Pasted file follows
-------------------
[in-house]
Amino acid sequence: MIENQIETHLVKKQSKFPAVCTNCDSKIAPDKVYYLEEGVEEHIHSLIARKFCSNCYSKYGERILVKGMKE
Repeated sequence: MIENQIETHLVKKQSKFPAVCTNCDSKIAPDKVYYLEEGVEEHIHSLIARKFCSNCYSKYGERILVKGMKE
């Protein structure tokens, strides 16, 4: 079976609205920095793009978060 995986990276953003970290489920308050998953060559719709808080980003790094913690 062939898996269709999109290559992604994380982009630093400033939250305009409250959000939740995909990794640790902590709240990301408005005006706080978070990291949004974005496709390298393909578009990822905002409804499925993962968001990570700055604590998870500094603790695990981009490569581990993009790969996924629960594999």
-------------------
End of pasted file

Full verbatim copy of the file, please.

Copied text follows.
[in-house]
Amino acid sequence: MIENQIETHLVKKQSKFPAVCTNCDSKIAPDKVYYLEEGVEEHIHSLIARKFCSNCYSKYGERILVKGMKE
Repeated sequence: MIENQIETHLVKKQSKFPAVCTNCDSKIAPDKVYYLEEGVEEHIHSLIARKFCSNCYSKYGERILVKGMKE
């Protein structure tokens, strides 16, 4: 079976609205920095793009978060 995986990276953003970290489920308050998953060559719709808080980003790094913690 062939898996269709999109290559992604994380982009630093400033939250305009409250959000939740995909990794640790902590709240990301408005005006706080978070990291949004974005496709390298393909578009990822905002409804499925993962968001990570700055604590998870500094603790695990981009490569581990993009790969996924629960594999």